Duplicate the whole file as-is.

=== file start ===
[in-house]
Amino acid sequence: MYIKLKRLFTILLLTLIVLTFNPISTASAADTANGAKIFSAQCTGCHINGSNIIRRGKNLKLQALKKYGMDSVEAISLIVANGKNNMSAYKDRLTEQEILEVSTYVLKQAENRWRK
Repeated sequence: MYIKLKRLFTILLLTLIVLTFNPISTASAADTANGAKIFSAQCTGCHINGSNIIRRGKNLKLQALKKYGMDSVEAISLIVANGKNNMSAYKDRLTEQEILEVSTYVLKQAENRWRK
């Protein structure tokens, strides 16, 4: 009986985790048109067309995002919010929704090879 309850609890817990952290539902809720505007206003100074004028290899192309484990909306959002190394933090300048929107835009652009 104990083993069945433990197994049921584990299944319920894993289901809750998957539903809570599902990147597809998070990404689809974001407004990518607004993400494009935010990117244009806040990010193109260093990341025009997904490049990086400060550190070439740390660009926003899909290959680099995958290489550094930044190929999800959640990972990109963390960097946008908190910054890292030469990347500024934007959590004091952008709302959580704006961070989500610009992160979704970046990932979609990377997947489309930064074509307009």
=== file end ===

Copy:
[in-house]
Amino acid sequence: MYIKLKRLFTILLLTLIVLTFNPISTASAADTANGAKIFSAQCTGCHINGSNIIRRGKNLKLQALKKYGMDSVEAISLIVANGKNNMSAYKDRLTEQEILEVSTYVLKQAENRWRK
Repeated sequence: MYIKLKRLFTILLLTLIVLTFNPISTASAADTANGAKIFSAQCTGCHINGSNIIRRGKNLKLQALKKYGMDSVEAISLIVANGKNNMSAYKDRLTEQEILEVSTYVLKQAENRWRK
């Protein structure tokens, strides 16, 4: 009986985790048109067309995002919010929704090879 309850609890817990952290539902809720505007206003100074004028290899192309484990909306959002190394933090300048929107835009652009 104990083993069945433990197994049921584990299944319920894993289901809750998957539903809570599902990147597809998070990404689809974001407004990518607004993400494009935010990117244009806040990010193109260093990341025009997904490049990086400060550190070439740390660009926003899909290959680099995958290489550094930044190929999800959640990972990109963390960097946008908190910054890292030469990347500024934007959590004091952008709302959580704006961070989500610009992160979704970046990932979609990377997947489309930064074509307009």